San Francisco Ballet has seen a number of firsts in the past few months. First year (since 1944) where there were no live performances of the Nutcracker. A streamed gala. Opening night of an entirely digital season.
Last week, there was another first, one I had been waiting for: the first mixed repertory program of 2021. I’m a fan of variety. Even if a particular one-act isn’t my cup of tea, these mixed bills always offer a breadth of choreographic vision while simultaneously highlighting the depth of talent within the company. And there’s usually one world premiere in the lot. Program 2 – Let’s Begin At The End, Colorforms and Sandpaper Ballet – more than lived up to my expectations. There was drama, joy, whimsy. A great night at the ballet, viewed from home of course.
As the curtain rose on Dwight Rhoden’s Let’s Begin At The End, I couldn’t shake a connection to Brutalist architecture. Not that the ballet was about this mid-century design movement, but there were several parallels. Alexander V. Nichols’ wall of large metal panels. Christine Darch’s grey, stone-like costumes. Most striking, however, was the tone of the piece. I’ve heard Brutalism, and its formidable structures of concrete permanence, described as truthful and forthcoming. Not pretending to be anything they aren’t. Rhoden’s Let’s Begin, which premiered as part of 2018’s Unbound Festival, does exactly that, unpacking human connection with honesty and realism. For fifteen dancers, the ensemble work tackles the good, the bad and everything in between, leaving the viewer to contemplate what it takes to be in a relationship. Trudging phrases signal difficulty. Huge dips where the head and neck are supported reflect attentive care. Dragged spins sigh with desperation while turning lifts dazzle with elation. A pas de trois mid-way through shows how circumstances can invade even the strongest of bonds. And repeated motifs point to the tendency to repeat patterns in relationships, whether healthy or destructive.
To say Myles Thatcher’s new dance film Colorforms is vibrant is an understatement. It’s buoyant. It’s ebullient. It is pure joy. Directed by Ezra Hurwitz and filmed primarily in and around the San Francisco Museum of Modern Art (SFMOMA), as well as a couple of outdoor locations, Colorforms has a youthful exuberance and community feel, akin to works by Jerome Robbins, or more recently, Justin Peck. Colorforms takes us into SFMOMA, where dancers are reacting to and engaging with the museum’s structure, shapes, objects and blocks of solid color. Patterns need not apply. Scenes cleverly toggle between two states. One moment, the dancers are wearing bright, stylized street clothing and sneakers (superb costume design by Susan Roemer). Solos, duets and quartets unfold, as do large sculptural pictures the cast creates together. But Thatcher wove another layer of existence through Colorforms. As you are watching the various chapters, suddenly things transform and shift from that first state into imagination land. Pointe shoes appeared and the same individuals, now in dancier attire, cycled through Thatcher’s blend of flowing and energetic choreography. Then, in the blink of an eye, Colorforms would return from whence it came. Like a fleeting vision or a glimpse into the casts’ dreams. These transformative episodes certainly provided a healthy dose of fantasy, but they also spoke of possibility, curiosity and playfulness. And there was a sense of invitation for the viewer to join in the camaraderie.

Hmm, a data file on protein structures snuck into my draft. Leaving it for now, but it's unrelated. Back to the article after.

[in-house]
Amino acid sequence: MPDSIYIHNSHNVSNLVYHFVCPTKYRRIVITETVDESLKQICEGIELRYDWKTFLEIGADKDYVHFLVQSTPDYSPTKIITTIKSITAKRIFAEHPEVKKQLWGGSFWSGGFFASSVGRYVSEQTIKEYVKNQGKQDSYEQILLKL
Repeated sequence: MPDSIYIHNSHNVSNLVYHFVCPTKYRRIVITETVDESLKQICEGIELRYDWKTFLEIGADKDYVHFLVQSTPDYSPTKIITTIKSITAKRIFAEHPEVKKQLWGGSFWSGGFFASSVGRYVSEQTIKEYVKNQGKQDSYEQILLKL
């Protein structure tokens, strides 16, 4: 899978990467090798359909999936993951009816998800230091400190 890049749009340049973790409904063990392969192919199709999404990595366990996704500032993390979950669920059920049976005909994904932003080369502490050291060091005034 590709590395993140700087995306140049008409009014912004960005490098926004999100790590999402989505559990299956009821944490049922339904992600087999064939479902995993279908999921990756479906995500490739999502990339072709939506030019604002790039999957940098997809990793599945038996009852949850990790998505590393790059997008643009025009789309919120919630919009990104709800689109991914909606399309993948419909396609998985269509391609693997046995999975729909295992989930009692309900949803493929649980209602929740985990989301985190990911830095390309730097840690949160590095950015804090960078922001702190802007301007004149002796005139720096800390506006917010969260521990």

It’s understandable to characterize Mark Morris’ Sandpaper Ballet as pretty random. Green pointe shoes, costumes (by Isaac Mizrahi) complete with full-length gloves and eclectic Leroy Anderson musical selections like The Typewriter. Choreographically, moments of hard-core technique are surprisingly paired with dangling arms and casual step ball changes. A perception of randomness is totally valid, I just disagree. I don’t think Sandpaper Ballet is random at all. Look deeper and you will notice that it actually contains many constants, and they make the piece special. Created for SFB in 1999, the large ensemble work (25 dancers) is definitely quirky. No question. But underneath the caprice lies an essay of pattern construction and deconstruction. Throughout Sandpaper’s many chapters, the cast weaves in and out of lines, establishing and dismantling circuits with ease, confidence and humor. Dancers cross each other, creating a zipper effect. Circles appear out of nowhere and disappear just as quickly. Another constant is that some of the choreography begins in the wings. So when the cast arrives onstage, they are already aflame with intoxicating physicality. But the most important throughline of all is Morris’ dynamic marriage of movement styles. Classical ballet, jazz, pedestrianism, one sequence for the men even has a soft shoe flavor. Intricate petit allegro is peppered with staccato hip pulses. It all fits and it’s such fun.